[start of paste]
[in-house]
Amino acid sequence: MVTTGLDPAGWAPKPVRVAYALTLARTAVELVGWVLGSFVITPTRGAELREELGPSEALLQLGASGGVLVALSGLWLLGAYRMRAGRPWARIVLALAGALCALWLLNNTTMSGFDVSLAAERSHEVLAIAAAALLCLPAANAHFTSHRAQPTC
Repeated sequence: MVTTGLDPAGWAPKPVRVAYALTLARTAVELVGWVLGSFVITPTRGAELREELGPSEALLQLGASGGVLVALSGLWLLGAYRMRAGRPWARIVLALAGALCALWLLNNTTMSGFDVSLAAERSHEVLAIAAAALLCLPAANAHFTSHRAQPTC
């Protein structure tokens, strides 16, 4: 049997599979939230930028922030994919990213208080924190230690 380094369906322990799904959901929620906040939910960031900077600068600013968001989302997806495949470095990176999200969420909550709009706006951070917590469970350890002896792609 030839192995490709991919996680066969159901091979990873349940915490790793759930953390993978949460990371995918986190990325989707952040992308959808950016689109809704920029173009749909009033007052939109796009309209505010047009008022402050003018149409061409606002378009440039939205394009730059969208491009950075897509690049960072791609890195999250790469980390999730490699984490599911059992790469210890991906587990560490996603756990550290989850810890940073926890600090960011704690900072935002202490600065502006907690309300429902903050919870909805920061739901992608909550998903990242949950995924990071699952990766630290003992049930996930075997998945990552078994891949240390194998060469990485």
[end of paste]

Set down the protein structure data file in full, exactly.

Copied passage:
[in-house]
Amino acid sequence: MVTTGLDPAGWAPKPVRVAYALTLARTAVELVGWVLGSFVITPTRGAELREELGPSEALLQLGASGGVLVALSGLWLLGAYRMRAGRPWARIVLALAGALCALWLLNNTTMSGFDVSLAAERSHEVLAIAAAALLCLPAANAHFTSHRAQPTC
Repeated sequence: MVTTGLDPAGWAPKPVRVAYALTLARTAVELVGWVLGSFVITPTRGAELREELGPSEALLQLGASGGVLVALSGLWLLGAYRMRAGRPWARIVLALAGALCALWLLNNTTMSGFDVSLAAERSHEVLAIAAAALLCLPAANAHFTSHRAQPTC
């Protein structure tokens, strides 16, 4: 049997599979939230930028922030994919990213208080924190230690 380094369906322990799904959901929620906040939910960031900077600068600013968001989302997806495949470095990176999200969420909550709009706006951070917590469970350890002896792609 030839192995490709991919996680066969159901091979990873349940915490790793759930953390993978949460990371995918986190990325989707952040992308959808950016689109809704920029173009749909009033007052939109796009309209505010047009008022402050003018149409061409606002378009440039939205394009730059969208491009950075897509690049960072791609890195999250790469980390999730490699984490599911059992790469210890991906587990560490996603756990550290989850810890940073926890600090960011704690900072935002202490600065502006907690309300429902903050919870909805920061739901992608909550998903990242949950995924990071699952990766630290003992049930996930075997998945990552078994891949240390194998060469990485």